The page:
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The count failed to progress yesterday in many of the seats I rate as in doubt, but my system yesterday called Lingiari for Labor and Bradfield for the Liberals. It is clear Bennelong won’t be far off, with the second batch of postals reducing the Labor lead at the same insufficient rate as the first. That will leave Labor needing one further seat to get a majority, which might (or might not) be provided by Lyons, Brisbane and Gilmore, on which we are today none the wise.
The fresh two-candidate count in Cowper has dispelled any doubt that Nationals member Pat Conaghan will hold out against independent Caz Heise, whom he leads with 53.2% of the two-candidate vote. I’m projecting that come down to around 52-48 when the two-candidate count has caught up with the primary votes. The fresh count in Ryan records a slight lead for the LNP with about 12% completed, but this is because the booths counted so far lean conservative. My projection of a 2.6% winning margin for the Greens is based on the fact that preferences in the booths added so far are breaking nearly 70-30 in their favour. It is by the same logic that an 11.2% Greens margin over the LNP is projected in Griffith.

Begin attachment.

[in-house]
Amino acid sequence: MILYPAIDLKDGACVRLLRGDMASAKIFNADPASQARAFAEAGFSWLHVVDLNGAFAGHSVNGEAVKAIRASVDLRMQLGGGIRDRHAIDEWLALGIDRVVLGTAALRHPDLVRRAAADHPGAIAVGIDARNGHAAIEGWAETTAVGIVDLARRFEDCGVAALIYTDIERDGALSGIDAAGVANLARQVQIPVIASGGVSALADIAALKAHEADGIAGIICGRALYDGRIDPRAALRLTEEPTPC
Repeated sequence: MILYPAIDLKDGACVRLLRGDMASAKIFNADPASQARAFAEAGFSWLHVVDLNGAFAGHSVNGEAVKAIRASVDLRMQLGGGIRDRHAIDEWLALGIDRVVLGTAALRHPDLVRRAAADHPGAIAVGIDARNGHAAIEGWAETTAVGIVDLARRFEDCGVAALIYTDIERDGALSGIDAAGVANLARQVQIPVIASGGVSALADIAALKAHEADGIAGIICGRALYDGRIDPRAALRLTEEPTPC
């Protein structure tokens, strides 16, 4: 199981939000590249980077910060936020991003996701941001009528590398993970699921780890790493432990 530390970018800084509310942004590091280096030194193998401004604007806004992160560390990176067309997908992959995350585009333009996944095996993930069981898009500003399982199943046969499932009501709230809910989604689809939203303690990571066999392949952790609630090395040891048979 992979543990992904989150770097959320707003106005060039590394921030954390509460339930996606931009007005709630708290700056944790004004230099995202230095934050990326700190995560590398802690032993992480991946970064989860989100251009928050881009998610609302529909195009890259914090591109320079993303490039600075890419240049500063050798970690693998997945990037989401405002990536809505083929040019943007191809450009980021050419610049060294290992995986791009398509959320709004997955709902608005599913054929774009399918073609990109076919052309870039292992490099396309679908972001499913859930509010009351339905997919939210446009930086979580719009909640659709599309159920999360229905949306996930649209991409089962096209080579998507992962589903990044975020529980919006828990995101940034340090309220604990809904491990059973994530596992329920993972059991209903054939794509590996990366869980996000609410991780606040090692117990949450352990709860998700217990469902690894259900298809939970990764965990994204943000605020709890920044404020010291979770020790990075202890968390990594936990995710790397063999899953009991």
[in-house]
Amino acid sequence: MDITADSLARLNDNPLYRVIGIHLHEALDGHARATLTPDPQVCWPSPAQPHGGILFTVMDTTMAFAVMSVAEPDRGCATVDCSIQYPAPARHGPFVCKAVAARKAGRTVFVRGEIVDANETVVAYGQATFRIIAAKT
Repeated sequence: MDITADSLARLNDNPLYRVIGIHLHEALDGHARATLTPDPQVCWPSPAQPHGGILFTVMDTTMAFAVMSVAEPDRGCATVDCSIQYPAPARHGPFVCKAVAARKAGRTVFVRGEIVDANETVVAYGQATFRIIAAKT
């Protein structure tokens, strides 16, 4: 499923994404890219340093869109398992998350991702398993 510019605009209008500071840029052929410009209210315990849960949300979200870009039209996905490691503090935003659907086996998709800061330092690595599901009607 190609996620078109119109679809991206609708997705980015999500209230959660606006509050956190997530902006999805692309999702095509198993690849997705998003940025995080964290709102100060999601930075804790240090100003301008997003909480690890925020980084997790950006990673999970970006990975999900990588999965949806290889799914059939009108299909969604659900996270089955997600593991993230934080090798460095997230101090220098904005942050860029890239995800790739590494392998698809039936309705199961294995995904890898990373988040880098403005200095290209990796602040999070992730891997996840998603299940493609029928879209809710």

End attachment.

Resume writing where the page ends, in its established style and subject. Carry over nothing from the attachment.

New batches of postal votes further shortened the odds on Liberal wins in Deakin, where Michael Sukkar has opened a 55-vote lead; Menzies, where the Liberal lead increased from 624 to 1748; and Sturt, where it increased from 723 to 982. My projection that Labor will ultimately win a squeaker in Deakin fails to properly account for the clear trend on postals, about 40% of which are still to come. That should add around 1000 votes to Sukkar’s margin, only about half of which Labor is likely to recover on absents. I should acknowledge though that I have no idea what the electronic assisted voting results have in store, which will include those in COVID-19 isolation, but my best guess is that they will be few in number.